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Helping Students Make Decisions that Support Success in Life

06a5c391d84f14cb6f6eef0b7752957bIn Worthington, the safety of our school community is our number one priority.  Unfortunately the effects of drugs and alcohol impact youth across our country. As a school district we continue to work with various community groups to identify solutions and protect our students from using illegal substances  and from participating in other activities that have a negative impact on their development.

In an effort to make certain our students are able to attend schools that are free from drugs and alcohol, this morning, we worked in partnership with the Worthington Police Department, the Hilliard Police Department, the Columbus Police Department, the Licking County Sheriff’s Office, the Fairfield County Sheriff’s Office, the Grove City Police Department, the Richwood Police Department, and the Westerville Police Department to search designated areas in our high schools.

Our schools were placed into a lockdown at 8:45 A.M., meaning all students and staff will were asked to remain in their respective classrooms.   We made sure to emphasize over the public address system that there was no threat in the school and no reason for students to be concerned.  Around 9:00 A.M. the police brought the canine units into the school and throughout the parking lot, where the dogs searched designated areas. Classes were able to continue but students were asked to stay out of the hallways.

In electing to partner with local law enforcement to bring canines on campus our goal was not to catch any of our students, but instead, our goal was to deter negative behavior and to provide students with a strong reason why they should say “no” to negative peer pressure.  With this in mind all students were provided an opportunity to “self-refer” to their teacher if they knew they were in possession of an illegal substance.  Those students who elected to self-refer were dealt with only through school discipline and were not charged criminally.  All students who self-referred or were caught with an illegal substance will be provided with drug and alcohol education courses and their families will be provided with the necessary resources to help their child moving forward.

We know that the issue of student drug and alcohol use is reflective of activity throughout our community, however; we believe we must emphasize that illegal substances are not permitted on school grounds. In addition to our strong “Do not use on campus” message, we also do not condone the use of drugs and alcohol anywhere for our students. We encourage them to lead healthy lives and make decisions that support success in life, today and long after they graduate from the Worthington Schools.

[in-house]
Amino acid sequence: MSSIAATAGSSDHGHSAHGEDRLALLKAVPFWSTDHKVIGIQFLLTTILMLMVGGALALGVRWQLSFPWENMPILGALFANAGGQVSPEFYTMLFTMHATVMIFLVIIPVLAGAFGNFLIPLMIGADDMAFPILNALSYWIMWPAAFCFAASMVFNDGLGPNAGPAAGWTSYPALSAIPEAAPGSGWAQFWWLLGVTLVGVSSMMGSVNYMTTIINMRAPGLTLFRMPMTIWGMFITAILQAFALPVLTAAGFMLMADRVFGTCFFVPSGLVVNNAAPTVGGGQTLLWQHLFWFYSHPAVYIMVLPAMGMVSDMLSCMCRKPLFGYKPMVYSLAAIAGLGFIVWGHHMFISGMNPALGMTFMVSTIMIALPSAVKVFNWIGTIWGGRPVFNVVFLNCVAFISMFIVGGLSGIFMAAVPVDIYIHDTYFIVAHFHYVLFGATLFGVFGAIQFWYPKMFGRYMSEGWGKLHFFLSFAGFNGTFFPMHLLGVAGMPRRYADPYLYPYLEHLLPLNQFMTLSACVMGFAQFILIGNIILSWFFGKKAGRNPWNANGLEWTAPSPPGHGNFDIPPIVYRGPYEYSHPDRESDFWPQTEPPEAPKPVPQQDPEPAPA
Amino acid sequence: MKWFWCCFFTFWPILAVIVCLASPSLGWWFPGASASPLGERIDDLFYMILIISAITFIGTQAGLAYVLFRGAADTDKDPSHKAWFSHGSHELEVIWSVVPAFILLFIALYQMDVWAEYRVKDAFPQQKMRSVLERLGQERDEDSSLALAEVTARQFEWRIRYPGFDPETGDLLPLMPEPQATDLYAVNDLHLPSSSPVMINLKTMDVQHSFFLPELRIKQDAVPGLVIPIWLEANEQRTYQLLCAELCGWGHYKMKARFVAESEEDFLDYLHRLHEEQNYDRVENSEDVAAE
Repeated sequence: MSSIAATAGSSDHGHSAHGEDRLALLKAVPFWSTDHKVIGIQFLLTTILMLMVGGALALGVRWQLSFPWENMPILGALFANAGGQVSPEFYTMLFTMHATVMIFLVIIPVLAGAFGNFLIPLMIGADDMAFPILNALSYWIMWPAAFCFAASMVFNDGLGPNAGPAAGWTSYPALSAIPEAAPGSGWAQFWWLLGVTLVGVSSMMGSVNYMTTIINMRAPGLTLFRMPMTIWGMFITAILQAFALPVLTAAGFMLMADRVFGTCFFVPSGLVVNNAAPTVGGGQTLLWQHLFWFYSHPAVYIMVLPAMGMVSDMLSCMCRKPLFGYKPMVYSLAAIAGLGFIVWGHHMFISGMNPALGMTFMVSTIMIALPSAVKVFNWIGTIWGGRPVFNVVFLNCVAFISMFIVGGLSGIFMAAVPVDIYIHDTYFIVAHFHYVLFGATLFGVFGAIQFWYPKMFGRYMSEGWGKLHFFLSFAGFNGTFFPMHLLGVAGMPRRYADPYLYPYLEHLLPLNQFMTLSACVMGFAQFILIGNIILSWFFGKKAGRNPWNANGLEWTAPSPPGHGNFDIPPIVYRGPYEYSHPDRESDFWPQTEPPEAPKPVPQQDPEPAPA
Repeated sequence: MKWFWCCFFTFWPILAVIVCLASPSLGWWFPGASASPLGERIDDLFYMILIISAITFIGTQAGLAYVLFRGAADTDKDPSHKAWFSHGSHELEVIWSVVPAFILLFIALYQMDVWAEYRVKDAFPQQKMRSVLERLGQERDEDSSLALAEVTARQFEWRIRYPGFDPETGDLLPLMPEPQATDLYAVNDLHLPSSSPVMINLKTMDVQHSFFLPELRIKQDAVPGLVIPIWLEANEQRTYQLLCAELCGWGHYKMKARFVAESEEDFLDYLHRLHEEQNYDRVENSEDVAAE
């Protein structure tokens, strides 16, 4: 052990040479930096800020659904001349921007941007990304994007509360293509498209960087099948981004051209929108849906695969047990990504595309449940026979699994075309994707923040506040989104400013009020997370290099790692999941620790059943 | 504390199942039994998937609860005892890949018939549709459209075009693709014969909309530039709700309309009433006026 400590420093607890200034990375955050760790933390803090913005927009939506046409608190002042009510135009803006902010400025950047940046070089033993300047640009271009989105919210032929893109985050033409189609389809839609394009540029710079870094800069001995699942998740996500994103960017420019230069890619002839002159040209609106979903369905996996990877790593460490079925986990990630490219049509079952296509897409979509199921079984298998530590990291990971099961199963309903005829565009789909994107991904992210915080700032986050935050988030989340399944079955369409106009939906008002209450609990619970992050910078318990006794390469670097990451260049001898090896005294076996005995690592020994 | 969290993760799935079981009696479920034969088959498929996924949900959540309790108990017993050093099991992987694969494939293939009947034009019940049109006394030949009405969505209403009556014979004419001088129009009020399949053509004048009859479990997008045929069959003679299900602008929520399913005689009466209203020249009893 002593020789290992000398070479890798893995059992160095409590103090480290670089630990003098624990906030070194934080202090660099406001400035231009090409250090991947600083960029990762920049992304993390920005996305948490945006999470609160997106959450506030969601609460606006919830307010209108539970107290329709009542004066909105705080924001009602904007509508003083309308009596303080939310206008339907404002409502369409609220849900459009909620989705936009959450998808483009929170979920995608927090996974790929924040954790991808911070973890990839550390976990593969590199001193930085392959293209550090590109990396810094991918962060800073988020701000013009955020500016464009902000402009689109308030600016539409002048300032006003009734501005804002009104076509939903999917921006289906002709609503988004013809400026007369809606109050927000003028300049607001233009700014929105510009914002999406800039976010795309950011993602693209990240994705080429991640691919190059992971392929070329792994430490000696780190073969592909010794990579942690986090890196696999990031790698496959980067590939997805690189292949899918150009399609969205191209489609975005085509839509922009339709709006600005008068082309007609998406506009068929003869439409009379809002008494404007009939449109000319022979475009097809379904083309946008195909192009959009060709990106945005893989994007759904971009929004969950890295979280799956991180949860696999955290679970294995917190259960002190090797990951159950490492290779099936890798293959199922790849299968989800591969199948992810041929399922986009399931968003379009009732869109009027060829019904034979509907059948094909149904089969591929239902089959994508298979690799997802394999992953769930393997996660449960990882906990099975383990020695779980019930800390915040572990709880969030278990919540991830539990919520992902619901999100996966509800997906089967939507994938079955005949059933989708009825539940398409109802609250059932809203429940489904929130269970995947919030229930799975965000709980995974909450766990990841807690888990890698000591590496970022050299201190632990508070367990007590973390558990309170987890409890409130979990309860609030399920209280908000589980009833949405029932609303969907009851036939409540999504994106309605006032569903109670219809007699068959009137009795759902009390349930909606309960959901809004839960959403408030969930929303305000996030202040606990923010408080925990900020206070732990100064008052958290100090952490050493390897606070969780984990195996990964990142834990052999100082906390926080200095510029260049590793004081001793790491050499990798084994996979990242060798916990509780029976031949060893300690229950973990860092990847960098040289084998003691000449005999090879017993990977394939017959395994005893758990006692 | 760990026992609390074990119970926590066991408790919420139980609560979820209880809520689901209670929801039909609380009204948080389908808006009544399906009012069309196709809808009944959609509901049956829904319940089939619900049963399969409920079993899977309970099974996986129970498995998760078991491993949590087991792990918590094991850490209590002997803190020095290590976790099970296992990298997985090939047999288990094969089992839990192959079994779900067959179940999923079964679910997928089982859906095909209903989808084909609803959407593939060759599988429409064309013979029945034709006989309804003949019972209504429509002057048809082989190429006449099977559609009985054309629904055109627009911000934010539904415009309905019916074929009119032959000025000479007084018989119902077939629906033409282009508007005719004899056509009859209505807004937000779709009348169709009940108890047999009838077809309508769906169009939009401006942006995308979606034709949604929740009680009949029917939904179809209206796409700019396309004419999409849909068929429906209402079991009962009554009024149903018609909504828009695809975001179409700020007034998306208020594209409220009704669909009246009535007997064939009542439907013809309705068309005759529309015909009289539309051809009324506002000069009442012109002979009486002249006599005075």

As we move forward our plan is to utilize canines periodically in all of our secondary (7-12) schools.  Our hope is that our community will continue to partner with us to help set the expectation that our students are drug and alcohol free.

-Trent Bowers, Superintendent

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How Rich Reality Truly Is…

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I once read that taking an image, freezing a moment, reveals how rich reality truly is.  I think the picture above sums this up perfectly.

If you haven’t looked closely at the picture you may not realize that the young lady in the pink is not as young as she used to be, and is actually our music teacher at Evening Street Elementary, Kristen Jarzecki.  As part of her morning duties, Kristen supervises the cross-walk along Evening Street that separates the street from the school parking lot.  Throughout the winter months, Mrs. Jarzecki is at her post each morning wearing big warm boots and a furry hood on her coat.  If you drive by during those winter months you may mistake her for an Eskimo.

During these first few weeks of school Mrs. Jarzecki as able to dress more comfortably and on this day she chose pink.  What the picture freezes is really a special moment and one that captures how rich the reality of student and teacher relationship is throughout Worthington Schools.

The students frozen in this picture are not actually Evening Street students.  Instead, they are Kilbourne Middle School students who are walking towards their school.  They’ve chosen on their own to deviate from their path (middle school students have been known to deviate from their path) in order to come back and talk with their former elementary music teacher.  Imagine that, they’re middle school students who chose to seek out an adult and they are actually willing to talk with this adult who they have forged a positive relationship with, and who they know will be happy to see them (while middle school students often deviate from their path, they don’t often choose to seek out their teacher when they do this…).

In Worthington we’re striving to make certain that every child in our school system has a trusted adult or many trusted adults who they know believe in them and will help them be successful.  This quick moment, frozen in time, shows me that for some of our students Mrs. Jarzecki is that trusted adult.   The rich reality is that I believe we have a school district full of teachers doing similar work.

-Trent Bowers, Superintendent